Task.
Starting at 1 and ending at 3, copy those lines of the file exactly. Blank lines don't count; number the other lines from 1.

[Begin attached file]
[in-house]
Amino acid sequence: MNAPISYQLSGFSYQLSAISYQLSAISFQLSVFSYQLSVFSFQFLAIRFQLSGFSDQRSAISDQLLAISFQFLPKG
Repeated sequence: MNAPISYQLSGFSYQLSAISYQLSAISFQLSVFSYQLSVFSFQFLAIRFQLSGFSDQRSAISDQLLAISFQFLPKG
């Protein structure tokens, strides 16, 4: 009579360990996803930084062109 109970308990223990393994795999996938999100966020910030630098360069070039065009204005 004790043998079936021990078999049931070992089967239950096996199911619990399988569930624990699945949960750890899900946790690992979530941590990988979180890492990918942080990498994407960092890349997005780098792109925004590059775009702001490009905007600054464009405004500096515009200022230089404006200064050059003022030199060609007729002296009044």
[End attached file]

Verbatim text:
[in-house]
Amino acid sequence: MNAPISYQLSGFSYQLSAISYQLSAISFQLSVFSYQLSVFSFQFLAIRFQLSGFSDQRSAISDQLLAISFQFLPKG
Repeated sequence: MNAPISYQLSGFSYQLSAISYQLSAISFQLSVFSYQLSVFSFQFLAIRFQLSGFSDQRSAISDQLLAISFQFLPKG